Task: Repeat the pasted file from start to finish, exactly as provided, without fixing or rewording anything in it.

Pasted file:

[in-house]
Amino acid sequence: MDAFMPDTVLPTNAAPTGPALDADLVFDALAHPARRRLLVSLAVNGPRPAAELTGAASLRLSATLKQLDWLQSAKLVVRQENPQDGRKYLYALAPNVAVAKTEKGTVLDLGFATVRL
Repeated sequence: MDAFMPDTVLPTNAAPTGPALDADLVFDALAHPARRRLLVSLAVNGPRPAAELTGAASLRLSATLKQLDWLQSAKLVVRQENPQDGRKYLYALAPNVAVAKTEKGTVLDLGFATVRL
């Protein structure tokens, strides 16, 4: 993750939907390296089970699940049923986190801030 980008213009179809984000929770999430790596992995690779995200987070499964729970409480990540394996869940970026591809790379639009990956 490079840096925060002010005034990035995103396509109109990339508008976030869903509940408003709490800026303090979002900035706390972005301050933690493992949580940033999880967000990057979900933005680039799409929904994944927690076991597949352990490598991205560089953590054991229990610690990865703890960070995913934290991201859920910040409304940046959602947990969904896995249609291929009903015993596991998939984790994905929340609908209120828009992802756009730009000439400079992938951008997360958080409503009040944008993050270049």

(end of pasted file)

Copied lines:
[in-house]
Amino acid sequence: MDAFMPDTVLPTNAAPTGPALDADLVFDALAHPARRRLLVSLAVNGPRPAAELTGAASLRLSATLKQLDWLQSAKLVVRQENPQDGRKYLYALAPNVAVAKTEKGTVLDLGFATVRL
Repeated sequence: MDAFMPDTVLPTNAAPTGPALDADLVFDALAHPARRRLLVSLAVNGPRPAAELTGAASLRLSATLKQLDWLQSAKLVVRQENPQDGRKYLYALAPNVAVAKTEKGTVLDLGFATVRL
């Protein structure tokens, strides 16, 4: 993750939907390296089970699940049923986190801030 980008213009179809984000929770999430790596992995690779995200987070499964729970409480990540394996869940970026591809790379639009990956 490079840096925060002010005034990035995103396509109109990339508008976030869903509940408003709490800026303090979002900035706390972005301050933690493992949580940033999880967000990057979900933005680039799409929904994944927690076991597949352990490598991205560089953590054991229990610690990865703890960070995913934290991201859920910040409304940046959602947990969904896995249609291929009903015993596991998939984790994905929340609908209120828009992802756009730009000439400079992938951008997360958080409503009040944008993050270049």